Clyde Peterson’s documentary collaboration with drone metal legends Earth, perfectly melds their cinematic soundscape with grungy and timeless Super8 footage of the Pacific Northwest.
Leaping between Georges Méliès, Leni Riefenstahl, Ted Turner, YouTubers, and the Earth as a pale blue dot, this fascinating, foreboding documentary examines the world as we see it—and ourselves within it—through photography.
This deadpan delight from Iranian filmmaker Babak Jalali stars real-life Afghan refugee Anaita Wali Zada as a new US immigrant finding her place the eponymous Bay Area city. Also featuring comedian Gregg Turkington and The Bear breakout Jeremy Allen White.
Interweaving the inspirational activism of Australian Greens co-founder Bob Brown with the stories of the ancient trees he is fighting to save, this environmental documentary is a rousing call to action.
A stunning investigation into the money, influence, and alarming covert efforts of governments and private investors to gain control of the most vital resources on the planet – food and water.
Filmmaker Robin Greenberg celebrates the life and art of avant-garde New Zealand photographer and publisher Grant Sheehan and his creative Artificial Intelligence (AI) explorations
Cultural anarchists Soda Jerk remix hundreds of bootlegged clips into a gutbusting, memeified satire on the parlous period before and after the 2016 American elections.
Declining Kiwi backblocks set the stage for dirty deeds done with darkest humour as two brothers hatch a desperate plan to save their struggling butchery business by switching livestock for human lives.
Both hopeful and heart-breaking, Hong Kong Mixtape chronicles the change in the creative landscape of Hong Kong as the shadow of Beijing, and the draconian laws it imposes, looms large.
A tense eco-thriller from US director Daniel Goldhaber questions just how far its young activist protagonists are willing to go in order to confront their nation’s complicity in the climate crisis.
This stunning, neon-drenched debut from cinematographer-turned-director Molly Manning Walker about a trio of British teen girls on a wild booze-fuelled holiday wowed all comers at Cannes.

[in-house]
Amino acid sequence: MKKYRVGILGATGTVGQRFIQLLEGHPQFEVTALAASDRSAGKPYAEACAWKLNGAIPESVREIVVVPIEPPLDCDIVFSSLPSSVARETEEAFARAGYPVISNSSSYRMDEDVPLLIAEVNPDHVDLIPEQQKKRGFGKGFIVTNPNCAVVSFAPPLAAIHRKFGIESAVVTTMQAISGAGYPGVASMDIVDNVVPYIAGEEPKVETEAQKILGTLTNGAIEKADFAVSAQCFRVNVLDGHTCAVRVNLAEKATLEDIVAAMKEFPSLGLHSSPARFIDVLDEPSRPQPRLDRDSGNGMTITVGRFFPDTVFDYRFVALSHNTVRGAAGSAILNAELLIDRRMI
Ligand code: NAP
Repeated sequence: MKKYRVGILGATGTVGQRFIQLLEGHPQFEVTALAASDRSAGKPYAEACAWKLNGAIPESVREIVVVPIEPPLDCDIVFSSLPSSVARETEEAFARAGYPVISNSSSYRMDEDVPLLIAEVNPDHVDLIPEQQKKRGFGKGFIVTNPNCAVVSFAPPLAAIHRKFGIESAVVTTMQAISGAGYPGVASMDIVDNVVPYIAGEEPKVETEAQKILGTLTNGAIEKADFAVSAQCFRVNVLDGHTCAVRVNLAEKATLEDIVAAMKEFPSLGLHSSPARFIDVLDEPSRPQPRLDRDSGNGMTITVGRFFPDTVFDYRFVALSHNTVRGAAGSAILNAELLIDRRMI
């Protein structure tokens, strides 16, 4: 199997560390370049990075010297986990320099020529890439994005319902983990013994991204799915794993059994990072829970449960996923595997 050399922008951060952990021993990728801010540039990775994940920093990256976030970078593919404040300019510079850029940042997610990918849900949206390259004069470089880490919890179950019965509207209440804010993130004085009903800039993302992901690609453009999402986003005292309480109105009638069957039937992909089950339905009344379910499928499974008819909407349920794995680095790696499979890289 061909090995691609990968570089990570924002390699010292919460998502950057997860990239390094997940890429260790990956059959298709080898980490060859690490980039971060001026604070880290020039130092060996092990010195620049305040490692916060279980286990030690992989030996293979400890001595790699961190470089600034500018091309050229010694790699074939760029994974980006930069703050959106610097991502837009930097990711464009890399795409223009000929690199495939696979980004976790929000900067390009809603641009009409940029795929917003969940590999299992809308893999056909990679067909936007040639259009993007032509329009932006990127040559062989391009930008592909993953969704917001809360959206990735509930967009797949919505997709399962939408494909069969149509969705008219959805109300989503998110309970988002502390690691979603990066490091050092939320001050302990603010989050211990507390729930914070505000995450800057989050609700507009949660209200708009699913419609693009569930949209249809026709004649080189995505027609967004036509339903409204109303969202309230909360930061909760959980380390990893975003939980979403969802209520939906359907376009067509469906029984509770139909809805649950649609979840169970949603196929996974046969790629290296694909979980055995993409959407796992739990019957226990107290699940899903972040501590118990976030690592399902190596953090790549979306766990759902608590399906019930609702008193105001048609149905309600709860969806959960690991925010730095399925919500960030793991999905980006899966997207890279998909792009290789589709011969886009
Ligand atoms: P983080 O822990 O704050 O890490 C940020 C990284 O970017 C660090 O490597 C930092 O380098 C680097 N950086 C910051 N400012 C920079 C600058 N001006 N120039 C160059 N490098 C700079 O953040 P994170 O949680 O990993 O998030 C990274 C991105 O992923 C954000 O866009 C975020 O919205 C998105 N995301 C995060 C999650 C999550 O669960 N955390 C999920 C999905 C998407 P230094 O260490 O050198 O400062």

Love-letters to cinema are a dime a dozen, but not many can lay claim to having the heart and humour of Chandler Levack’s nostalgic, charming debut.
Henry James’s 1898 novella Turn of the Screw is vividly adapted for the screen in Jack Clayton’s unnerving, gothic psychological chiller—among the eleven scariest horror films of all time according to Martin Scorsese.
Willem Dafoe plays a thief trapped alone inside a luxury Manhattan apartment with a hi-tech security system and an invaluable art collection in this ingenious and incredibly immersive survival thriller.
Based on a true story, The Inspection follows a young US Marine from his life on the streets to his rise within the armed forces, all the while searching for his mother’s love and acceptance.
A disabled filmmaker sets out to find someone with a body just like hers, while painting a deeply authentic portrait of what it means to live a proudly disabled life in an ableist world.
Part personal video essay, part documentary, part creative intervention, Kim's Video charts the rise, the fall and the relocation of a New York video store improbably transplanted into the heart of Mafia country.
King Loser’s fractious farewell tour sets the stage for not just the career-spanning documentary the legendary 90s band deserve, but also a poignant and powerful meditation on the toll the rock and roll dream takes.
Winner of Audience awards in both Sundance and Berlin, this vibrant, taboo-busting, music-filled documentary invites us into the lives of four black trans sex workers in New York and Atlanta.
Set in 80s Tuscany Alice Rohrwacher’s enchanting new film stars The Crown’s Josh O’Connor as a lovelorn Englishman who teams with an eccentric gang of grave-robbers to plunder ancient Etruscan artefacts.
A live television broadcast on Halloween 1977 goes horribly wrong, as all hell literally breaks loose. This pitch perfect period recreation serves up an equal mix of 70s showbiz cheese and demonic thrills.
Revealing the black, queer origins of rock n’ roll and the complex genius of its conflicted originator, Little Richard, Lisa Cortés’ stirring documentary takes aim at the white-washed canon of popular music.
A man on the verge of a nervous breakdown retreats to the bush, only to encounter other trampers—and someone or something else entirely—in this psychological thriller, a big screen first for comedian Tom Sainsbury.
Natalie Portman shadows Julianne Moore in Todd Haynes’ salaciously entertaining metafictional psychodrama about an actress researching for a role in a film about a tabloid sex scandal.
As the nation plunges into pandemic, Gwen Isaac’s observational documentary delves into the trenches with Siouxsie Wiles, the fuchsia-haired microbiologist who emerged as a national hero and a satanic witch in the minds of a divided New Zealand.
A young trans man must summon all his resilience to endure a whirlwind 24 hours in New York City as his foreign father, his straight ex-boyfriend and his 13-year-old sister are all thrust back into his life.
How do you make a documentary about Alfred Hitchcock in 2023? As this film from Mark Cousins reveals—by putting the words in the mouth of the auteur himself.